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  • Writer's pictureHaley Burress

Dementia or Normal Aging?

Have you noticed that your aging parent is becoming a bit more forgetful than usual? You might have observed that they are having trouble finding words during conversations or that it takes them a few tries to match the right name with the correct grandchild. Or, perhaps you’ve heard them tell the same story multiple times during a family night out.


Dementia, including Alzheimer’s disease, is certainly a concern anytime forgetfulness is in the picture. However, how can you know when it’s time to get your loved one’s doctor involved? Here’s what you need to know in order to advocate for your loved one.




Dementia Facts

The first step in understanding the difference between dementia and normal aging is to know the definition of dementia. Dementia is a general term that is used to describe a set of conditions that impair brain functioning and can lead to forgetfulness, language challenges, and problem-solving issues. Alzheimer’s disease is one type of dementia, and the most common, but there are many other types of dementia that include Lewy Body dementia and vascular dementia.


While the risk of dementia does increase with age, it’s important to note that dementia is not a normal sign of aging. This means that everyone who gets older will not necessarily be confused or have a diagnosis of a type of dementia.


Impact on Daily Life

We have all walked into a room and forgotten why we did. We have all misplaced our phones or our keys. This type of forgetfulness is nothing to be worried about, and can often be a result of our own disorganization or distractions. If you see your loved one doing the same, forgetting things every once in a while, chances are that this is normal aging and not dementia.


The key to knowing when to call the doctor is when their confusion, forgetfulness, disorganization, or language challenges affect daily life. This component of daily life disruption is a foundational piece of diagnosing dementia.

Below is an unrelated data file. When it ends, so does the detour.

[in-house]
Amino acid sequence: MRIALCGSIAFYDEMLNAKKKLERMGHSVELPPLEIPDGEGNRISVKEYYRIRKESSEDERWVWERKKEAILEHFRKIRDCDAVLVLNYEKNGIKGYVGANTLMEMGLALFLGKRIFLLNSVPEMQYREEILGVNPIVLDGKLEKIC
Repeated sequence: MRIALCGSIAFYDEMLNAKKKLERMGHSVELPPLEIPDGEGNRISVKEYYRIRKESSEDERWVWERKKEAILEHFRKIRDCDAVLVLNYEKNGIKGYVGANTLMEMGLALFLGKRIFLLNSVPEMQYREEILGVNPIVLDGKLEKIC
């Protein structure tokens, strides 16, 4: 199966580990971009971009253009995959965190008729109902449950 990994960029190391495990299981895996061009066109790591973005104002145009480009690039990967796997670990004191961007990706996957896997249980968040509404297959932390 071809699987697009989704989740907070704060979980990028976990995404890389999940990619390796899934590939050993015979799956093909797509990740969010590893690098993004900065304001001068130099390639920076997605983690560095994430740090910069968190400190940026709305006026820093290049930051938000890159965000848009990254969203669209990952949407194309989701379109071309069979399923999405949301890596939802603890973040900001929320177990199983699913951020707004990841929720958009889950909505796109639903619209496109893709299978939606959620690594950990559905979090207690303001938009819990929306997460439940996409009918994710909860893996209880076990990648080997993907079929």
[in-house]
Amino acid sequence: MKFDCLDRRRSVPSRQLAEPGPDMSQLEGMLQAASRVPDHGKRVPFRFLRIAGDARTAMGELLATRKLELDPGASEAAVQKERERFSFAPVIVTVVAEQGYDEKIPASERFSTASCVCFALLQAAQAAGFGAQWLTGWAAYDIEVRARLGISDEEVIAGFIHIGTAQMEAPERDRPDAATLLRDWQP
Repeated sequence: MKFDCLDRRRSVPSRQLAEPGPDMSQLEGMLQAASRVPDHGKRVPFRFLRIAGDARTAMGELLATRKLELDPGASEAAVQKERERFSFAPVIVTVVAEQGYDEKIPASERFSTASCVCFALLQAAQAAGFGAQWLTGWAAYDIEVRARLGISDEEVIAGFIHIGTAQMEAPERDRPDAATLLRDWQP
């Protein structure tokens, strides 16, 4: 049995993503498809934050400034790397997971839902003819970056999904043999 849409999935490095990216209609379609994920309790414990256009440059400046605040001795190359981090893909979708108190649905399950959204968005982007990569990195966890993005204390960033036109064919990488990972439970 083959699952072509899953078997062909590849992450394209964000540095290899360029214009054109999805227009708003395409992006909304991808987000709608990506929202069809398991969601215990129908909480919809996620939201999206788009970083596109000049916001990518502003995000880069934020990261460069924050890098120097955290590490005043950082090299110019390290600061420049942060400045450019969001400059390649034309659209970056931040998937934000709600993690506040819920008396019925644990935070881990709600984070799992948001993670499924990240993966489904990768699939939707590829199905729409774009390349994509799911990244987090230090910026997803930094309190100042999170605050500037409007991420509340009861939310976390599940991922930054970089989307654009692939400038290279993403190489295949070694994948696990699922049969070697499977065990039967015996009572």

What might that look like? Here are a few examples of how early-stage dementia can show up in daily life:

  • Your dad stops attending his favorite Breakfast Club meet-up with friends because he says he can’t keep up with the conversation anymore.

  • Your stepmom is not keeping up with her monthly bills anymore and you notice there are stacks of unopened envelopes on her desk.

  • Your mom is missing consulting appointments for her freelance work, which is very unlike her.

  • Your dad isn’t ready for your regular Tuesday night dinner when you go to pick him up.

  • Your mom looks disheveled and has been wearing the same clothes every time you’ve stopped by this week. She is normally dressed to the nines.

  • Your stepdad called you from the parking lot of the grocery store because he couldn’t remember how to get home. He was scared and upset.


Next Steps

If you are concerned about your loved one’s forgetfulness, language challenges, or problem-solving skills and it is affecting daily life, it’s time to get their physician involved. Make an appointment so that you can discuss your concerns. Before the appointment, talk to your loved one about it. Many times, seniors living in the early stages of dementia will notice their own forgetfulness and have been trying to hide it, or mask it, for months or years. Being able to talk about it with you can come as a relief.


Before your appointment, take time to jot down concrete examples of what you have observed in the past few months. These will be helpful to bring up during your time with the doctor and can help give them a bigger picture of what is happening at home.


Finally, if your loved one does receive a diagnosis of dementia, be sure to involve them in any future planning. Empower them to make decisions and make their wishes known so that they can be an active part of ensuring their own safety and wellness moving forward. Finding the right senior living community can be part of those planning talks, even if the move doesn’t happen for months or years down the road.


At iNavigate, we are lucky enough to work with family members and seniors who want to find a community that supports their current and future needs. We are here to help guide you along the way, and at no cost to you. Call us to set up a free consultation so we can get to know more about you and your situation.



©2022, iNavigate Senior Living Solutions, All Rights Reserved.



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